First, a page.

Year Entered: 2008
Prior Degrees: BS, University of Illinois, 2002
My current research focus is the in vivo activity of platelet derived growth factor c (Pdgfc). Platelet derived growth factors play a role in cell proliferation and migration. Pdgfc overexpression has been associated with some cancers and defects involving organ fibrinogenesis. I am interested in determining the role of Pdgfc in normal tissue homeostasis and its role in tissue injury.
Why Molecular Medicine?
Translational medicine has emerged as an important field of scientific research. The benefactors of our research, the public, should expect to see a clear connection between money that is spent on research and the benefit that knowledge has in the clinic. To date, most of the emphasis in translational medicine has been directed toward encouraging medical doctors to enter research. The molecular medicine training program is important because it is one of the few programs that encourage research oriented individuals to experience the clinical side of biomedical research. It allows PhD students to keep in mind the ultimate goal of finding therapies for human afflictions.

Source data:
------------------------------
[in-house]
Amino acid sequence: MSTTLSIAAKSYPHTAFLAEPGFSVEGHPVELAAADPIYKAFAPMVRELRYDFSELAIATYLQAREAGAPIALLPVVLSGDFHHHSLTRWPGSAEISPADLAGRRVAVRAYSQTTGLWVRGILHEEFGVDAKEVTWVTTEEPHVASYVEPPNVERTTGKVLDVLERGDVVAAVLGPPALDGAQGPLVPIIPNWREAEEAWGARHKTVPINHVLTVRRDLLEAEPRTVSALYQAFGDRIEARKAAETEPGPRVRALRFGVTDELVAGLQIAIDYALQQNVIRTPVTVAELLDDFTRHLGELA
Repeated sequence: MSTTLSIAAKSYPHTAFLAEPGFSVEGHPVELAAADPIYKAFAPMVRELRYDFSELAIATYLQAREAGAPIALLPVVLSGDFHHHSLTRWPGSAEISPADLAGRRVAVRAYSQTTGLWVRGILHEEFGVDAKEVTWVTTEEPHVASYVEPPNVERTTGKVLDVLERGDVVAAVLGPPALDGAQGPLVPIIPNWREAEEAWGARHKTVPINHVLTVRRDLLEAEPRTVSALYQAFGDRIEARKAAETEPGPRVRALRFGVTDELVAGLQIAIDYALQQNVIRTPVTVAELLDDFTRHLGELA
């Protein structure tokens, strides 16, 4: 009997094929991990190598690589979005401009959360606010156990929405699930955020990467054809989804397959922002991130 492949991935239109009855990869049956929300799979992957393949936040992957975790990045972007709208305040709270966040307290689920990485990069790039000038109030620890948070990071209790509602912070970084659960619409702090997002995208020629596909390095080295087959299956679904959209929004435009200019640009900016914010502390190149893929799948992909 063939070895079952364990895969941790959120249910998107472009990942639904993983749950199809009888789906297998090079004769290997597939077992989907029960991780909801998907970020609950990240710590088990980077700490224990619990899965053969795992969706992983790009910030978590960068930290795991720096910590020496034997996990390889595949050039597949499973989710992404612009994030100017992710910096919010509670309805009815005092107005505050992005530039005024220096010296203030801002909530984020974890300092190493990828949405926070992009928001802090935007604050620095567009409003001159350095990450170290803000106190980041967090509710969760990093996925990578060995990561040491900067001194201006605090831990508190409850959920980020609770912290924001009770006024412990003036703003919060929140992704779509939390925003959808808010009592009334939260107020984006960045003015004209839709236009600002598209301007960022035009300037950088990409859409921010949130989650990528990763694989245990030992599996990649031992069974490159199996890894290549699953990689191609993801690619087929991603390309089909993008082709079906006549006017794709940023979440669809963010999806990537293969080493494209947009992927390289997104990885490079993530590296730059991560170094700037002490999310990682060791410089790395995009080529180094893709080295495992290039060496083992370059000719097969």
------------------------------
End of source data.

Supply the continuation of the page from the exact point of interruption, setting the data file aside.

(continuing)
Pillai MM, Hayes B, Torok-Storb B. Inducible transgenes under the control of the hCD68 promoter identifies mouse macrophages with a distribution that differs from the F4/80 and CSF-1R expressing populations. Exp Hematol. 2009 Sep 19. [Epub ahead of print] PubMed PMID: 19772887.
Hayes B, Fagerlie SR, Ramakrishnan A, Baran S, Harkey M, Graf L, Bar M,
Bendoraite A, Tewari M, Torok-Storb B. Derivation, characterization, and in vitro differentiation of
canine embryonic stem cells. Stem Cells. 2008 Feb;26(2):465-73. Epub 2007 Dec 6.